Accordingly, circular holding or cueing cylinder 5000 is basically a cylinder which permits the cueing or holding of processed film prior to drying. With the arrangement of FIGS. 22 and 23, it is possible to quickly remove processed film from processing drum 14 and cue the film for drying. At the appropriate time based on the operation of the photogenic processor, photographic film held within holding cylinder 5000 is transported out of exit 5004 and through linear dryer 6000 positioned at exit 5004 of holding cylinder 5000. As the film is being removed from holding cylinder 5000, it is dried as it passes through linear dryer 6000. Linear dryer 6000 could be a known dryer attached to a blower, wherein slots or nozzles within linear dryer 6000 are positioned so as to blow drying heated air onto the film as it passes therethough or, can be a radiant heater which applies radiant heat to the exiting film, or can be a combination of a dryer which uses heated air and a radiant heater. In order to provide for a more compact arrangement, as shown in FIGS. 22 and 23, linear dryer 6000 comprises a linear drying path 6002 and is provided so as to be an extension of holding cylinder 5000 and path 5010. After passing through linear dryer 6000, the dried processed film can optionally be provided to scanner 18′ as shown.

Therefore, the arrangement of the present invention includes a combination of a processing drum, a circular holding or cueing cylinder and a linear dryer. With the arrangement of the preset invention, it is possible to transfer processed film from processing drum 14 and place the film in a holding or cueing cylinder prior to drying. Further, the elements or components of the processor, circular holding cylinder and linear dryer are positioned so as to provide for a compact arrangement that has a small foot print.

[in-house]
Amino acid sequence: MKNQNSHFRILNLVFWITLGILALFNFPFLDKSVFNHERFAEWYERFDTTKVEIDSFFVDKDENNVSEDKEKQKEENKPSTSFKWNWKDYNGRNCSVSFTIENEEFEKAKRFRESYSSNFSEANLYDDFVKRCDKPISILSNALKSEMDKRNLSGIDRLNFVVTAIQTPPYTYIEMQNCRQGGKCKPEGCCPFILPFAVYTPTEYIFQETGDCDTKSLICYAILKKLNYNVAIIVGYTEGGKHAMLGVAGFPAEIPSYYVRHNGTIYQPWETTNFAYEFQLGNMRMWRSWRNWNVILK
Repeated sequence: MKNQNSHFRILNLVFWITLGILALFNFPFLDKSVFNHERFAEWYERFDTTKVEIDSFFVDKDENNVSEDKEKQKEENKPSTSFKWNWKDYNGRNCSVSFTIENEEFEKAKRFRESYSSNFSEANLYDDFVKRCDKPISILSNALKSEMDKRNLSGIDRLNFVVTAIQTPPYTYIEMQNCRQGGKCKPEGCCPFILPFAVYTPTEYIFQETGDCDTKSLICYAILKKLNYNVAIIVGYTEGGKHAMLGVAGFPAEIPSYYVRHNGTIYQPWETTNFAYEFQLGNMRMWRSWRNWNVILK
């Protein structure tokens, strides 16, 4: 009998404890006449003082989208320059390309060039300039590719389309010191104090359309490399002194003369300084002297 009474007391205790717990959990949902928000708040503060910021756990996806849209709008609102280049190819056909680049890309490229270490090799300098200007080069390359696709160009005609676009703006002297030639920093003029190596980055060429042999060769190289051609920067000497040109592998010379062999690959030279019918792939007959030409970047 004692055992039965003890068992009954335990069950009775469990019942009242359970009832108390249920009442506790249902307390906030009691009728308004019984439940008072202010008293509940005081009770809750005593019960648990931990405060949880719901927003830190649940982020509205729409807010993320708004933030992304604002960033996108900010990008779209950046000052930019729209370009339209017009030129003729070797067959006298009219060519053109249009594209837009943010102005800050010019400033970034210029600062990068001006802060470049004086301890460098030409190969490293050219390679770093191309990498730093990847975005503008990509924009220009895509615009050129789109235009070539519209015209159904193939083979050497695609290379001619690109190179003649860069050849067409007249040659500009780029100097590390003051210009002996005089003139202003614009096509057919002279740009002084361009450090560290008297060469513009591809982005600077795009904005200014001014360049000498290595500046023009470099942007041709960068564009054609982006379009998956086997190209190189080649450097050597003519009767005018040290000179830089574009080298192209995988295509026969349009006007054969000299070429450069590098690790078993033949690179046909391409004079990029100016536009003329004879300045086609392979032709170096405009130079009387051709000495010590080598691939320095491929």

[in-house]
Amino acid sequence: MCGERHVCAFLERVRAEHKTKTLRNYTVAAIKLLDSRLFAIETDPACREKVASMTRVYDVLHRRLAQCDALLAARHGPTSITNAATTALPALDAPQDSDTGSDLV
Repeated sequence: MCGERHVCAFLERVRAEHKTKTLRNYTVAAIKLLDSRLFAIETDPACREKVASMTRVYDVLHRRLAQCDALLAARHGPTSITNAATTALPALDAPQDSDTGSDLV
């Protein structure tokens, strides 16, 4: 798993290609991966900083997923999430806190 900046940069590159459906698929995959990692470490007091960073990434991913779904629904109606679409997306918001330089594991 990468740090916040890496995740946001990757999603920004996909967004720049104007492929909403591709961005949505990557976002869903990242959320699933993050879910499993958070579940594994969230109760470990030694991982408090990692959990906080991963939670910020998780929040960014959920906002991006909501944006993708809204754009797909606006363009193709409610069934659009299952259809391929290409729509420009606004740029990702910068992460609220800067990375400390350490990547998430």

The invention has been described in detail with particular reference to certain preferred embodiments thereof, but it will be understood that variations and modifications can be effected within the spirit and scope of the invention.

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Classifications
U.S. Classification396/579, 396/635, 396/634, 355/27
International ClassificationG03D13/04
Cooperative ClassificationG03D13/043
European ClassificationG03D13/04C
Legal Events
DateCodeEventDescription
Jun 12, 2012FPExpired due to failure to pay maintenance fee
Effective date: 20120420
Apr 20, 2012LAPSLapse for failure to pay maintenance fees
Dec 5, 2011REMIMaintenance fee reminder mailed
Sep 14, 2007FPAYFee payment
Year of fee payment: 4
Nov 23, 2004CCCertificate of correction
Dec 2, 2002ASAssignment
Owner name: EASTMAN KODAK COMPANY, NEW YORK
Free format text: ASSIGNMENT OF ASSIGNORS INTEREST;ASSIGNOR:PICCININO, JR. RALPH L.;REEL/FRAME:013565/0611
Effective date: 20021127
Owner name: EASTMAN KODAK COMPANYROCHESTER, NEW YORK, 14650-22